Venezuela Places Leopoldo López in House Arrest After Alleged ‘Torture,’ Loss of Eyesight

Venezuelan opposition leader Leopoldo Lopez holds a Venezuelan national flag against his chest, as he greets supporters gathering outside his house in Caracas after he was released from prison on July 8, 2017
Federico PARRA/AFP

The Supreme Court of Venezuela granted opposition leader Leopoldo López house arrest – freeing him from the notorious Ramo Verde military prison – this weekend on medical grounds. Following his release, wife Lilian Tintori accused prison officials of torturing López and denying him medical care.

López is serving a nearly fourteen-year prison sentence following his conviction on “inciting violence” charges in 2015. He served little more than three years in prison in isolation at Ramo Verde.

The Supreme Court announced on Twitter Saturday that, with the permission of Chief Justice Maikel Moreno, they would “grant house arrest to Leopoldo López due to health problems.”

Officials did not specify what these health problems were, nor did they address the fact that the socialist government repeatedly denied that López had any health problems as recently as May. That month rumors circulated on Twitter that López had been transferred out of Ramo Verde and into a military hospital in serious condition. Tintori demanded to see López, holding a vigil outside of Ramo Verde and denied the right to see her husband for days. The government eventually released a bizarre video of a man claiming to be López stating that he was alive and well and that the government was treating him fairly.

Following his release, Tintori told journalists that López had recently suffered “torture” in prison. The Venezuelan newspaper El Nacional notes that Tinroti said López did not eat for two days in prison before being fed an arepa, a type of corn flour bread, which gave him food poisoning. “He spent ten days with diarrhea, vomiting, and they gave him no medical attention,” she said.

Tintori also said López has lost some of his eyesight as a result of other prison torture. “The last days for Leopoldo in Ramo Verde were the worst. We denounce torture. In those days he lost 6 kilos [about 13 pounds] of weight. Leopoldo is not well in sight – he is not seeing well,” she said. “Leopoldo knew torture, evil. No political prisoner deserves cruel and inhuman treatment.”

Following his release, a crowd gathered to celebrate, which López greeted waving a Venezuelan flag.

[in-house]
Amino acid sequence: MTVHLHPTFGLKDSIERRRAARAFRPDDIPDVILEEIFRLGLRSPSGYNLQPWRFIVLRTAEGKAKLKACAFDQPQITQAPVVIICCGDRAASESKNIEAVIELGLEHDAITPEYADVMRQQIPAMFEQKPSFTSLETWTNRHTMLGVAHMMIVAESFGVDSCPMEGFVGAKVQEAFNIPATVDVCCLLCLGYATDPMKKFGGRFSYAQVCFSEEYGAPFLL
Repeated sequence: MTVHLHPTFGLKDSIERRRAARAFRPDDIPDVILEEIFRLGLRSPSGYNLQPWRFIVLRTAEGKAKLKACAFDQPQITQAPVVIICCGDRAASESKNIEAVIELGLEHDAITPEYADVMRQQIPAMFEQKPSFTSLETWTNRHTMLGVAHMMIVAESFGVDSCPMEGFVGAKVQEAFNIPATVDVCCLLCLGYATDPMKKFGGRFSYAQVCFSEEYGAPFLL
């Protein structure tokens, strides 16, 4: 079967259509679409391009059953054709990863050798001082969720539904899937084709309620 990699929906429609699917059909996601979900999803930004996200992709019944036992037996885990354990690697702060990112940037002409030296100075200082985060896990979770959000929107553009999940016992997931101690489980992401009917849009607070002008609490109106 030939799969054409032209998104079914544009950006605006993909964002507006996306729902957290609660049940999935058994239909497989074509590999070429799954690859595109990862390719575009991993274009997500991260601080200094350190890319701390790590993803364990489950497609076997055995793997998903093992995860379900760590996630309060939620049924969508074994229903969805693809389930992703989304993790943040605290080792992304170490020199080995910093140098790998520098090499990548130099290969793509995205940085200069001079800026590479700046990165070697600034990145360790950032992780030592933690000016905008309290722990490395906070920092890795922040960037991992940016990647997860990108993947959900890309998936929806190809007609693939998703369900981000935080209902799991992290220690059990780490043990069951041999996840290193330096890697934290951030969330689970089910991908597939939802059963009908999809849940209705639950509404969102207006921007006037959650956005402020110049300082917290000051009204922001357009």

López is the head of the Popular Will party, a Socialist International member party which opposes socialist dictator Nicolás Maduro. The Popular Will party issued a statement crediting the 99 days of protests for pressuring Maduro into allowing López to be kept under house arrest.

“99 days of peaceful, uninterrupted protests on the streets of Venezuela, along with intense pressure from the international community against the Venezuelan regime, forced the transfer of… Leopoldo López to house arrest,” the statement read.

In addition to protests by members of the Venezuelan exile community and efforts by NGOs, the Trump White House participated in pressuring the Maduro regime into letting López leave the military prison in question. In February, Tintori visited the Oval Office, meeting with President Donald Trump, Vice President Mike Pence, and Senator Marco Rubio (R-FL).

Rubio continued to pressure the Maduro regime following López’s arrest on Twitter.

United Nations Ambassador Nikki Haley also published a note on Twitter suggesting the United States would not relent in pressuring Maduro because of López’s transfer to house arrest, given the hundreds of known prisoners of conscience still behind bars in the country.

 

 

The head of the Organization of American States (OAS), Luis Almagro, also joined the chorus of regional authorities demanding Maduro release all other prisoners. Almagro also issued a reminder in an interview with Univisión that López being under house arrest does not mean the government has stopped repressing him. “Neither Leopoldo López nor Venezuela are free,” he told the network. “31 million Venezuelans live as hostages to a dictatorship.”
Follow Frances Martel on Facebook and Twitter.

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